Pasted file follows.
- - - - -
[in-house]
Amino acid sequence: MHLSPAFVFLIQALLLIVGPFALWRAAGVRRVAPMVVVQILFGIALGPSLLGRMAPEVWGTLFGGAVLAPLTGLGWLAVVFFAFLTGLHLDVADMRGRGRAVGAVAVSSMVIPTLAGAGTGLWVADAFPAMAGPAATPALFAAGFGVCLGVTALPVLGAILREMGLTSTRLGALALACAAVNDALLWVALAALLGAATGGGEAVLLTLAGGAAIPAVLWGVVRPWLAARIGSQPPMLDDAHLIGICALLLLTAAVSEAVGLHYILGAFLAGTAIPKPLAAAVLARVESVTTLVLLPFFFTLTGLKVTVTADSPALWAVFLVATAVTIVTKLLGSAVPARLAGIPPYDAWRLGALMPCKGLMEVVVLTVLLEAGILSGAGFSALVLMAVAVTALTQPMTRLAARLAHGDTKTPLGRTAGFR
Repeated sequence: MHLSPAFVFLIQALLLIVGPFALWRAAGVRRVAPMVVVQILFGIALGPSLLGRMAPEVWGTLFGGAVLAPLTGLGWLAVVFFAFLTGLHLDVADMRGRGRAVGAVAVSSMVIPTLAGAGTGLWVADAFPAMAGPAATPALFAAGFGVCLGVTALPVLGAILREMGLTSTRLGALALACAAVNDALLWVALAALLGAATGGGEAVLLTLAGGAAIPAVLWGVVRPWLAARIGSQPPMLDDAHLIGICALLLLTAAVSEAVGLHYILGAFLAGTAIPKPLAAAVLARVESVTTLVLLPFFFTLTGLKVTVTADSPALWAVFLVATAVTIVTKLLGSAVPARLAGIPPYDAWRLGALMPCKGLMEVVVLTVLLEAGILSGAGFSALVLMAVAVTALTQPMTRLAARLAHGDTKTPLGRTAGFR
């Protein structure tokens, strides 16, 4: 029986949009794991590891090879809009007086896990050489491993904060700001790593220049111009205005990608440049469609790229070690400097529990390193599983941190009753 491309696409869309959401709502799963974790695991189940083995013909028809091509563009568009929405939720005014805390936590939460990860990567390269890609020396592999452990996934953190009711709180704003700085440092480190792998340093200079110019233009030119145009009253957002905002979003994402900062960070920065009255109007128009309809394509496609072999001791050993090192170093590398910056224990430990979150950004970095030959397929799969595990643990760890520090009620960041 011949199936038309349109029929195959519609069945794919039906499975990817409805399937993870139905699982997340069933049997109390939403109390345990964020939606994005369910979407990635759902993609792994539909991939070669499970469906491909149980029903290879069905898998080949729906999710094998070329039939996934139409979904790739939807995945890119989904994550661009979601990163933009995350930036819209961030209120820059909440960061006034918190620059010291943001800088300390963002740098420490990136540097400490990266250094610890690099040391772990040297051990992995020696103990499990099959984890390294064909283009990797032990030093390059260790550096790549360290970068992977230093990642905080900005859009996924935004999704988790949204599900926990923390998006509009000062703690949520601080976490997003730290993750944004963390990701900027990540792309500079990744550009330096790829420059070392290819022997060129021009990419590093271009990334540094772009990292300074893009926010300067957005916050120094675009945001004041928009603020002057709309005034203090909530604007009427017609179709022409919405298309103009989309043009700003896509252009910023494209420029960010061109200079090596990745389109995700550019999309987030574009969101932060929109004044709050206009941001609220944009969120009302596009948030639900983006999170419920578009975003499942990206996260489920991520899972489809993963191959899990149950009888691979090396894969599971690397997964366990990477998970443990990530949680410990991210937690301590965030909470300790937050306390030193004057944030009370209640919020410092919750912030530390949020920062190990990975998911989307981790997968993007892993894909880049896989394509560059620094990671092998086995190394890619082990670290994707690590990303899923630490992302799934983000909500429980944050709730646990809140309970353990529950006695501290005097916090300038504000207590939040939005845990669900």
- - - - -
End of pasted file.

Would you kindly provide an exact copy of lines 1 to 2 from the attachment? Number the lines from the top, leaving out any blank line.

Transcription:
[in-house]
Amino acid sequence: MHLSPAFVFLIQALLLIVGPFALWRAAGVRRVAPMVVVQILFGIALGPSLLGRMAPEVWGTLFGGAVLAPLTGLGWLAVVFFAFLTGLHLDVADMRGRGRAVGAVAVSSMVIPTLAGAGTGLWVADAFPAMAGPAATPALFAAGFGVCLGVTALPVLGAILREMGLTSTRLGALALACAAVNDALLWVALAALLGAATGGGEAVLLTLAGGAAIPAVLWGVVRPWLAARIGSQPPMLDDAHLIGICALLLLTAAVSEAVGLHYILGAFLAGTAIPKPLAAAVLARVESVTTLVLLPFFFTLTGLKVTVTADSPALWAVFLVATAVTIVTKLLGSAVPARLAGIPPYDAWRLGALMPCKGLMEVVVLTVLLEAGILSGAGFSALVLMAVAVTALTQPMTRLAARLAHGDTKTPLGRTAGFR